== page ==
Aditya-path and the blindness of insightThis seemingly concerted building of myths around the boy remind us of a similar practice in the mid-2000s, when Ram Bahadur Bomjan, the meditating boy who was given the epithet of ‘Little Buddha’ was raised to the status of a demigod.
‘We have the genetic memory of our learned ancestors with us,’ Prime Minister KP Sharma Oli said recently, claiming that ‘child prodigy’ Aditya Dahal, whom he calls ‘bal gyani’, was an unusual manifestation of the same. He then called on scientists to conduct research on the ‘extraordinary’ source of Aditya’s knowledge, claiming it was rather easier to find out the truth about the black hole.
This would be a welcome call from the prime minister—invoking the need for scientific research—only if we had forgotten how, during his earlier tenure, he handed Rs10 million out of the exchequer for ailing Aditya’s treatment while science activist Mahabir Pun, who was campaigning to establish a scientific innovation centre, was left in the lurch.
There is in fact no harm in the prime minister showering heaps of praise on the child prodigy who has earned an epithet of ‘Google boy’ for his purported encyclopaedic knowledge and prophetic powers. And why wouldn’t Oli, in particular, be thankful to Aditya, one may ask, for it was the Google boy who prophesied Oli’s rise as prime minister in 2015.
The problem underlying this simple question is that what started as adulations of Aditya’s purported skills have now gained a religious fervour, evident in the recent opening of a ‘Mahadev Temple’, purportedly designed by Aditya, in Kathmandu. It is one thing to celebrate a child prodigy but an entirely different thing to turn him into a cult figure, which is exactly what is being done lately. He is variously being called a guru, a philosopher, a prophet. An online daily published a long report detailing phantasmagoric episodes of Aditya’s ‘meditation’ sessions along with an interview with gynaecologist and songwriter Bhola Rijal, who was all praises about the boy’s skills. Oli’s statements over the years, available on Youtube and other media, is slowly turning from being in awe of his skills to deifying him, and that is part of the problem.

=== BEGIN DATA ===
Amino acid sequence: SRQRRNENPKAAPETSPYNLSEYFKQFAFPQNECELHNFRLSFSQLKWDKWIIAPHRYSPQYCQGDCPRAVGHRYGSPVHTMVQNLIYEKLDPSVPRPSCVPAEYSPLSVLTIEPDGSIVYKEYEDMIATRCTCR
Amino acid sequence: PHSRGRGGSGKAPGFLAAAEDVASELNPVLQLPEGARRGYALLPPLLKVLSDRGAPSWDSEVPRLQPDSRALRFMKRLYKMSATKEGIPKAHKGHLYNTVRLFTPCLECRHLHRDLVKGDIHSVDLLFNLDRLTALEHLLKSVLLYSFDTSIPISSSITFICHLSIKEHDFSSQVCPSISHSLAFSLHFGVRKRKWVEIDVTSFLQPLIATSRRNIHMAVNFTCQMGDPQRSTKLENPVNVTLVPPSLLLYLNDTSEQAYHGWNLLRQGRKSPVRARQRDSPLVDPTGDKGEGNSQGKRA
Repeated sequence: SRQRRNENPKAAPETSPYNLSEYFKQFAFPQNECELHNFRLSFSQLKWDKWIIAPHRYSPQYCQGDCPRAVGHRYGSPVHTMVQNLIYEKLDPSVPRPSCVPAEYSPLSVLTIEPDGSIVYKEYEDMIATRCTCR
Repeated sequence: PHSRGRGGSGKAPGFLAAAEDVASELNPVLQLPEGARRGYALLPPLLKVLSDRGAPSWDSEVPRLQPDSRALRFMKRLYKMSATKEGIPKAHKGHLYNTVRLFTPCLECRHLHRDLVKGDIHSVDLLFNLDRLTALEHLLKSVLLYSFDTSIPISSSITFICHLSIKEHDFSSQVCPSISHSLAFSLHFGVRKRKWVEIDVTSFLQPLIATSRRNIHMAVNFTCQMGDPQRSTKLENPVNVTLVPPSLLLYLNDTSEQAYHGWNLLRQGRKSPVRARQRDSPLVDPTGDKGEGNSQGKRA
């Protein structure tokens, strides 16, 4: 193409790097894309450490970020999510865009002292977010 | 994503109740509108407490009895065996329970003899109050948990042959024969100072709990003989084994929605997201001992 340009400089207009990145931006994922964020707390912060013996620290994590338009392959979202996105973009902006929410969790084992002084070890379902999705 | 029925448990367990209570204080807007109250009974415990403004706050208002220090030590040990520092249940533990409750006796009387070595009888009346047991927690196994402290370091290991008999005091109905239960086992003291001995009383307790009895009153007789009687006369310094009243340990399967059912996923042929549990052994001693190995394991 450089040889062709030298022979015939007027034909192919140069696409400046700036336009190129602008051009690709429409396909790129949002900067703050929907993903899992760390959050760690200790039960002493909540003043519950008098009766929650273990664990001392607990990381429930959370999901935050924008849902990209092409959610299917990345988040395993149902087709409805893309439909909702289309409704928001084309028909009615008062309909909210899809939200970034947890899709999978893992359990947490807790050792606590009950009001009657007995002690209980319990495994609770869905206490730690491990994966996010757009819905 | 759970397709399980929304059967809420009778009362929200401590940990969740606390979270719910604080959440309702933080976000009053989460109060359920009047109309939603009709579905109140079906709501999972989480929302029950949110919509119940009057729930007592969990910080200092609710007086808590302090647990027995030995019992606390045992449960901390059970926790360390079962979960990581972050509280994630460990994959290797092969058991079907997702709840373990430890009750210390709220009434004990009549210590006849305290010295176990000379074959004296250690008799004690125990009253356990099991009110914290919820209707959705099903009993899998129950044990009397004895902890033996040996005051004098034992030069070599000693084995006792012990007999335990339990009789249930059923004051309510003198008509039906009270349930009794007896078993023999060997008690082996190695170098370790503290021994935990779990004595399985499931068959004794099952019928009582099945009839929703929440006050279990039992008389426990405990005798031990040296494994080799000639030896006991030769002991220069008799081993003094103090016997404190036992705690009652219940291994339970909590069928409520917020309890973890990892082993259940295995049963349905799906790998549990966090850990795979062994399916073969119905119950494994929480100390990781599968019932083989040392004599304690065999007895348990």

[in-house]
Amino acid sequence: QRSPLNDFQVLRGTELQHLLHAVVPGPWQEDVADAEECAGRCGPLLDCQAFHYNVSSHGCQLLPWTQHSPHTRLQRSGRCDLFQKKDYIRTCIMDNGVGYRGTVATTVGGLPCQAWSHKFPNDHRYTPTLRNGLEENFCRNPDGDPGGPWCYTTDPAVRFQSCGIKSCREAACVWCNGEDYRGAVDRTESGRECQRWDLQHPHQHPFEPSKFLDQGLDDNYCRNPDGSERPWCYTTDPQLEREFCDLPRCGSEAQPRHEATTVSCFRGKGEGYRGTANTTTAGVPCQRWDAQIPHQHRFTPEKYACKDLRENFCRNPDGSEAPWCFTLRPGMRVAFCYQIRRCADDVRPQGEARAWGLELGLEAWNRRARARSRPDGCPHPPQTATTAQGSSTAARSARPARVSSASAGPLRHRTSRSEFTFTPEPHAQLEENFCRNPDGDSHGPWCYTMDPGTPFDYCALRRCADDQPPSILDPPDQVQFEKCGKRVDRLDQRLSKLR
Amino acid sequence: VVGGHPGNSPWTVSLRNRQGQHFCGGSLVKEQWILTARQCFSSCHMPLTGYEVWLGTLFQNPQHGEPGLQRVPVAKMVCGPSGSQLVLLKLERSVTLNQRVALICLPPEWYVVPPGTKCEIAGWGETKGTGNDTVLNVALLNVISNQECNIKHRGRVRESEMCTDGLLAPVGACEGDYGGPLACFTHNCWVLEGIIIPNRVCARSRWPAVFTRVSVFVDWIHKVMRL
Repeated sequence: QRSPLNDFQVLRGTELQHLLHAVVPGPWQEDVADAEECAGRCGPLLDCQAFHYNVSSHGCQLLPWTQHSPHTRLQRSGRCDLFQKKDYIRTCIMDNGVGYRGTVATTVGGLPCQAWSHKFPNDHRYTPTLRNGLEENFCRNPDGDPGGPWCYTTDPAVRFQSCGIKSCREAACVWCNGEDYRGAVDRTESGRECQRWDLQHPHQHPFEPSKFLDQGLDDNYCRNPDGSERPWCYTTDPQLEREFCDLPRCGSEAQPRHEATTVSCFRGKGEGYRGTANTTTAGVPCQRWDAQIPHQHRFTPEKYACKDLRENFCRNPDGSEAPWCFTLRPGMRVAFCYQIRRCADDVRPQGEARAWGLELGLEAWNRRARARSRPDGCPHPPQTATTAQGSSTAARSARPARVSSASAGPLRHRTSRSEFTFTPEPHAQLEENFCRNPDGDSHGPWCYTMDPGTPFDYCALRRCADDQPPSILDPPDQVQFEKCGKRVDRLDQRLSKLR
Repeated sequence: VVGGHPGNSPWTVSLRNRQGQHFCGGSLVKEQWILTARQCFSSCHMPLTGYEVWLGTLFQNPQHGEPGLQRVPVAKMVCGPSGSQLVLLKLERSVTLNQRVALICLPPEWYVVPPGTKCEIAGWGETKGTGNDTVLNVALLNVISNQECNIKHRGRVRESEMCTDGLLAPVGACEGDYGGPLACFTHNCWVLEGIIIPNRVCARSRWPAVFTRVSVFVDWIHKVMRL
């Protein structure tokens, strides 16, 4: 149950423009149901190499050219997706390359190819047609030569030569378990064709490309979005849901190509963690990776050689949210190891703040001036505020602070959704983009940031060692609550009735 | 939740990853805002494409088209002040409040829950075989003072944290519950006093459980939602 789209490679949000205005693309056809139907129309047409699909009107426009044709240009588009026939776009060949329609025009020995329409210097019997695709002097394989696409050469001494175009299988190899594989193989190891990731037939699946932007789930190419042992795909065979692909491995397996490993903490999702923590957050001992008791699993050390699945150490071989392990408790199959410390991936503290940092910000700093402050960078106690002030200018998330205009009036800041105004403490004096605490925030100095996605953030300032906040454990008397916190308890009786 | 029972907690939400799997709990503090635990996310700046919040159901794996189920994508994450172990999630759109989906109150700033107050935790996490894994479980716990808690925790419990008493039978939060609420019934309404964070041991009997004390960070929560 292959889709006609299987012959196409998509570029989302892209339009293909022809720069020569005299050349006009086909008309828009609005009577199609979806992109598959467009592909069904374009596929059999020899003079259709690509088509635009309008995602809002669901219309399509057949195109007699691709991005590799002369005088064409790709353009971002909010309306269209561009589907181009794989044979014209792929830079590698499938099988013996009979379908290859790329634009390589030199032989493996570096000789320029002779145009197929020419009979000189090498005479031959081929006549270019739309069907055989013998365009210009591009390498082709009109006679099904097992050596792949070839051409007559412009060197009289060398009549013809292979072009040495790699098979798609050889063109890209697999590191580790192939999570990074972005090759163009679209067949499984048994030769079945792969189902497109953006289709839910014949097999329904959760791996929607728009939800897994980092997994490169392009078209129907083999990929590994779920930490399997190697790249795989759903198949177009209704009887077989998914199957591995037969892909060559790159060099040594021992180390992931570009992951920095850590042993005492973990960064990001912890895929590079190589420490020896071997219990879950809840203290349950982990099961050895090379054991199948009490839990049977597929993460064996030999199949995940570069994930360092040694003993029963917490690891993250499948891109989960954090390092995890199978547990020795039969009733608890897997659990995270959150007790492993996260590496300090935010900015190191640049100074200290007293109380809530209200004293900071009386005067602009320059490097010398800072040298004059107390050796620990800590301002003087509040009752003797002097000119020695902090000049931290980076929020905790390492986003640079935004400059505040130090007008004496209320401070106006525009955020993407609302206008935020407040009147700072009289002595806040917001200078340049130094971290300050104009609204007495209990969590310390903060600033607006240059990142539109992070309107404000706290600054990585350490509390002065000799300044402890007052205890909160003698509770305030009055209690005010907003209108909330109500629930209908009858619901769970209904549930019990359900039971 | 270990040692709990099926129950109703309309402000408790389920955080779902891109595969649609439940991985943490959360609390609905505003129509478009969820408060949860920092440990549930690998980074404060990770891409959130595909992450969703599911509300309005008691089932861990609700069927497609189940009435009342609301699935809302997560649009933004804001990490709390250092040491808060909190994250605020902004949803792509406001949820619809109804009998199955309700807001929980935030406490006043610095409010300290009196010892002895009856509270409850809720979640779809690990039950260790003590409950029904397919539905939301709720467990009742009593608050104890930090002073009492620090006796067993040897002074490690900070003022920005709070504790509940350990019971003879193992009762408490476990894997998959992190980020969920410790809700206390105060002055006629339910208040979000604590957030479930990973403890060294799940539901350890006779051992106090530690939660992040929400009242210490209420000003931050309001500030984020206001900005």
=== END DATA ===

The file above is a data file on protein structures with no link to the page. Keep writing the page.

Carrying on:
This seemingly concerted building of myths around the boy remind us of a similar practice in the mid-2000s, when Ram Bahadur Bomjan, the meditating boy who was given the epithet of ‘Little Buddha’ was raised to the status of a demigod. The cult of the ‘Little Buddha’ has now emerged larger than himself, so much so that the state has now found itself unable to take appropriate action in the charges of rape, kidnap and murder inside his ashram. The complaints against Bomjan have yielded no results, with the police chief recently citing a lack of evidence against him.
What explains the government’s paradoxical approach of, on the one hand, being privy to mythologising and helping transform an individual into a religious cult, and on the other, overlooking reports of gross violation of human rights being committed by another cult?
In a secular, liberal democracy, the state’s deliberate support to the creation of such myths is an injustice to the citizens and a betrayal of the ideals of freedom and justice. Rather than promote one religion or cult, the state, as a guardian of the citizens, is expected to see if the actions of such groups are turning, such as in Bomjon’s instance, into potential threats to the lives of the public. The failure to do so leads to the state losing its moral legitimacy, which is at the heart of its existence.